Islamic State burns captured Jordanian pilot alive

First Lieutenant Mu’adh Yusuf al Kasasibah stands in a cage as the flames lit by an islamic State fighter reach him.

In what is perhaps its most brutal execution video to date, the Islamic State burned alive a Jordanian pilot who was captured in late December 2014 after his warplane was purportedly shot down over Syria.

The Islamic State murdered First Lieutenant Mu’adh Yusuf al Kasasibah, the Jordanian pilot, at the end of a lengthy 22-minute-long video that was released by the group today, according to the SITE Intelligence Group.

“The video shows media footage of Jordan’s involvement in the U.S.-led coalition against IS [Islamic State] and then shows al Kasasibah discussing Jordan’s operations in a news-style monologue bearing a black eye,” according to a summary by SITE.

“Afterward, the video goes back and forth between shots of al Kasasibah surrounded by fighters and shots of aftermath of bombings. At the end of the video, al Kasasibah stands inside of a cage and is burned alive by fighters,” SITE noted.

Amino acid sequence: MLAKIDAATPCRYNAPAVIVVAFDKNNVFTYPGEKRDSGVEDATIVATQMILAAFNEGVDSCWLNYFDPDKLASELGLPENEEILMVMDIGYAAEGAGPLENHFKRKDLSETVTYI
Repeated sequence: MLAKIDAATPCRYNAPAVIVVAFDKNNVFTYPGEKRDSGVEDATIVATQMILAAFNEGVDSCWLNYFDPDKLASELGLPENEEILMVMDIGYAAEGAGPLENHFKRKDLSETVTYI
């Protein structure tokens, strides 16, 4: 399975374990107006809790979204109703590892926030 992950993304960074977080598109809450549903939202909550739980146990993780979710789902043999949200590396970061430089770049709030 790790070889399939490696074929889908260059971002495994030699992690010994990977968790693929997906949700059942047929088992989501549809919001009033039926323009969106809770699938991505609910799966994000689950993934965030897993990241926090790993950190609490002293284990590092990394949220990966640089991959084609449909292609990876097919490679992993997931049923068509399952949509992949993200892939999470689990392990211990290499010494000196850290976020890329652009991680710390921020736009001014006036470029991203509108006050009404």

Kasasibah, who is dressed in the same orange shirt and pants worn by other prisoners who have been executed by the Islamic State, cries out in horrible pain as he is burned alive.

After Kasasibah died, a construction vehicle dumped a load of rubble on top of the cage, collapsing it and burying the Jordanian pilot.

Kasasibah’s F-16 was downed in Raqqah province in Syria on Dec. 24, 2014. The Islamic State claimed it shot down the aircraft. US officials subsequently denied that the plane had been downed by the Islamic State. [See LWJ report, Islamic State shoots down Jordanian warplane in Raqqah, captures pilot.]